# Test

## Usage

snyk test [<OPTIONS>]

## Description

The snyk test command checks projects for open source vulnerabilities and license issues. The test command tries to auto-detect supported manifest files with dependencies and test those.

## Exit codes

Possible exit codes and their meaning:
0: success (scan completed), no vulnerabilities found 1: action_needed (scan completed), vulnerabilities found 2: failure, try to re-run command 3: failure, no supported projects detected

## Configure the Snyk CLI

You can use environment variables to configure the Snyk CLI and set variables for connecting with the Snyk API. See Configure the Snyk CLI

## Code execution warning

Before scanning your code, review the Code execution warning for Snyk CLI

## Debug

Use the -d option to output the debug logs.

## Options

See also subsequent sections for options for specific build environments, package managers, languages, and [<CONTEXT-SPECIFIC OPTIONS>] which you specify last.

### --all-projects

Auto-detect all projects in the working directory (including Yarn workspaces).
If you see the invalid string length error, refer to Invalid string length error when scanning projects

### --fail-fast

Use with --all-projects to cause scans to be interrupted when errors occur and to report these errors back to the user.
The exit code is 2 and the scan ends. No vulnerability information is reported for projects that did not produce errors.
To perform the scan, resolve the error and scan again.
Note: If you do not use --fail-fast, Snyk scans all the projects but does not report any vulnerabilities for projects it could not scan due to misconfiguration or another error.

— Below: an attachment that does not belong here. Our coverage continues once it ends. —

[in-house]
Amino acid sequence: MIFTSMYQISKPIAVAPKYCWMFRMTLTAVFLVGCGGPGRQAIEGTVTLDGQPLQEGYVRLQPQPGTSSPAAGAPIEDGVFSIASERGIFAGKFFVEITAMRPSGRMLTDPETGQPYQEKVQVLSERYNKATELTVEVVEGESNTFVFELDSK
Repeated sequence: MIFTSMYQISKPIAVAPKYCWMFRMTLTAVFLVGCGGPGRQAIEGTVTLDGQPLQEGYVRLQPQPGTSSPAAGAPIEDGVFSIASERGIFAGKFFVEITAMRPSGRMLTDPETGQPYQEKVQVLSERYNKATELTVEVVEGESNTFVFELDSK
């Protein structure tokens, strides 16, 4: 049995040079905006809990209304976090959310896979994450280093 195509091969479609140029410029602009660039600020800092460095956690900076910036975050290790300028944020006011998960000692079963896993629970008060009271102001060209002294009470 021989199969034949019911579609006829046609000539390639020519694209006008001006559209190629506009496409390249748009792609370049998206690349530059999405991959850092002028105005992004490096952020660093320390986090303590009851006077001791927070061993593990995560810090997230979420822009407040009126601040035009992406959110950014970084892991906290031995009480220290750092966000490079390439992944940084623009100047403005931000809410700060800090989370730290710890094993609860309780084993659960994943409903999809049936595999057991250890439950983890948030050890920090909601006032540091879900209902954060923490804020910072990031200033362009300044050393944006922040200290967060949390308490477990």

### --detection-depth=<DEPTH>

Use with --all-projects or --yarn-workspaces to indicate how many subdirectories to search. DEPTH must be a number, 1 or greater; zero (0) is the current directory.
Default: 4 , the current working directory (0) and 4 subdirectories.
Example: --detection-depth=3 limits search to the specified directory (or the current directory if no <PATH> is specified) plus three levels of subdirectories; zero (0) is the current directory.

### --exclude=<NAME>[,<NAME>]...>

Can be used with --all-projects and --yarn-workspaces to indicate directory names and file names to exclude. Must be comma separated.
Example: $snyk test --all-projects --exclude=dir1,file2 This will exclude any directories and files named dir1 and file2 when scanning for project manifest files such as: ./dir1, ./src/dir1, ./file2, ./src/file2 and so on. ### --prune-repeated-subdependencies, -p Prune dependency trees, removing duplicate sub-dependencies. Continues to find all vulnerabilities, but may not find all of the vulnerable paths. Use this option if any big projects fail to be tested. Default: false Print the dependency tree before sending it for analysis. ### --remote-repo-url=<URL> Set or override the remote URL for the repository that you would like to monitor. ### --dev Include development-only dependencies. Applicable only for some package managers, for example, devDependencies in npm or :development dependencies in Gemfile. Note: This option can be used with Maven, npm, and Yarn projects. Default: false, scan only production dependencies. ### --org=<ORG_ID> Specify the <ORG_ID> to run Snyk commands tied to a specific organization. The <ORG_ID> influences some features availability and private test limits. If you have multiple organizations, you can set a default from the CLI using: $ snyk config set org=<ORG_ID>
Set a default to ensure all newly tested projects are tested under your default organization. If you need to override the default, use the --org=<ORG_ID> option.
Default: <ORG_ID> that is the current preferred organization in your Account settings
Note: You can also use --org=<orgslugname>. The ORG_ID works in both the CLI and the API. The organization slug name works in the CLI, but not in the API.
For more information see the article How to select the organization to use in the CLI

### --file=<FILE>

Specify a package file.
When testing locally or monitoring a project, you can specify the file that Snyk should inspect for package information. When the file is not specified, Snyk tries to detect the appropriate file for your project.